Complete results of the Stumptown Twilight are available here.


Western Oregon senior David Ribich, who made his pro debut with the Seattle based Brooks Beasts at Sunday’s Portland Track Classic, was named by the Great Northwest Athletic Conference as its men’s track and field athlete of the year for the second straight season.

Ribich swept the conference’s cross country, indoor track and field and outdoor track and field Athlete of the Year awards and was the Track Athlete of the Meet at both the GNAC Indoor and Outdoor Championships. He also swept all three men’s West Region honors by the U.S. Track and Field & Cross Country Coaches Association (USTFCCCA), an organization that also named Ribich as its Division II Male Athlete of the Week five times.

He earned All-American trophies in cross country and the indoor 3,000 meters and national championships in the indoor distance medley relay and the outdoor 1,500 meters. Ribich also ran 3:37.35 for 1,500 meters outdoors at April’s Bryan Clay Invitational to set another Division II all-time best.

The GNAC release is available here.

Speaking of the Brooks Beasts, the Greenville (S.C.) News reported that Furman’s Allie Buchalski, who finished second in the 5000 meters at the NCAA championships in Eugene last week, has signed a pro contract with the Beasts.

At Furman, Buchalski earned All-American honors seven times through her career in track and cross country.

In Eugene last week, she crossed the line in 15:42.77, 1.19 seconds behind national champion Karissa Schweizer, a senior from the University of Missouri. It was the highest finish by a Furman athlete at the national championship meet.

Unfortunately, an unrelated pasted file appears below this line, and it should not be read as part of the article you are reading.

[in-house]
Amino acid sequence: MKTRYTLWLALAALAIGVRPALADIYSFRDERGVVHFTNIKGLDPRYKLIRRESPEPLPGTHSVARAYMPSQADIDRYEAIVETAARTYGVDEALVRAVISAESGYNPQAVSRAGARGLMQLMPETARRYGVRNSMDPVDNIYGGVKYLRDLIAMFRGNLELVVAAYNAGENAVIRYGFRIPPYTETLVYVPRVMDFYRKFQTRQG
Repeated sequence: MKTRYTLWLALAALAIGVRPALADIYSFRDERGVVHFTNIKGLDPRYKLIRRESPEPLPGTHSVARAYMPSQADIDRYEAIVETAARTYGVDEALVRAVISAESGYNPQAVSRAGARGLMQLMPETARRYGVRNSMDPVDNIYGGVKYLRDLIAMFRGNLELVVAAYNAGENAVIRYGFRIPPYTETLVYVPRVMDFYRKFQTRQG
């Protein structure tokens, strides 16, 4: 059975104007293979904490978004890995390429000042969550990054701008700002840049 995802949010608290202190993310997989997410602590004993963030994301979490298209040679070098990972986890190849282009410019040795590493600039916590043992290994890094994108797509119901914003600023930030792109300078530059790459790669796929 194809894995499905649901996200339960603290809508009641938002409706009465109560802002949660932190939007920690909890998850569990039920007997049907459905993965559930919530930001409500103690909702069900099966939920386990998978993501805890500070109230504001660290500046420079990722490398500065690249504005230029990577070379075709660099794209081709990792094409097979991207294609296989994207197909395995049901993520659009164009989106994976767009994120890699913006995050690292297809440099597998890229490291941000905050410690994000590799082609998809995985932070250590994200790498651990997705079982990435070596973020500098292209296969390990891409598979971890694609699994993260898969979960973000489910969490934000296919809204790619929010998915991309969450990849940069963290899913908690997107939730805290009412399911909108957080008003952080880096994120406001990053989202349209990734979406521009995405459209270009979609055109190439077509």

Buchalski graduates with PBs of 4:17.73 for 1500m, 9:06.68 for 3K and 15:35.55 for 5K.

The article is available here.

Thursday, June 14, 2018

USATF Junior Championships begin Friday in Bloomington, Indiana...

The USA Track & Field Junior Outdoor Championships get underway Friday at the University of Indiana in Bloomington.

With the IAAF World Under-20 championships being contested July 10-15th in Tampere, Finland, this year’s meet, which is usually run in conjunction with the senior championships, is being held separately in order to give enough time for selected athletes to get their paperwork in order, if they haven’t done so already.

The University of Washington will send a small group of athletes to Bloomington, including sprinters Kevin Liu in the 200 and Evan Mafilas in the 400; 800 meter runner Devan Kirk, who was sixth in the 800 at the Pac-12 championships (above/photo by Paul Merca); triple jumper Jaylen Taylor; and, discus thrower Elijah Mason.

Kalama native Kaelyn Carlson-Shipley, who was seventh at the Pac-12 championships for the University of Arizona, is entered in the women’s javelin.

Incoming Husky freshman Cass Elliott from West Seattle HS is entered in the 400 hurdles, as is his teammate Chloe Cunliffe in the women’s pole vault (she’s the younger sister of sprinter Hannah Cunliffe). Lexi Ellis from Curtis HS, who will attend Oregon this fall, is entered in the women’s triple jump.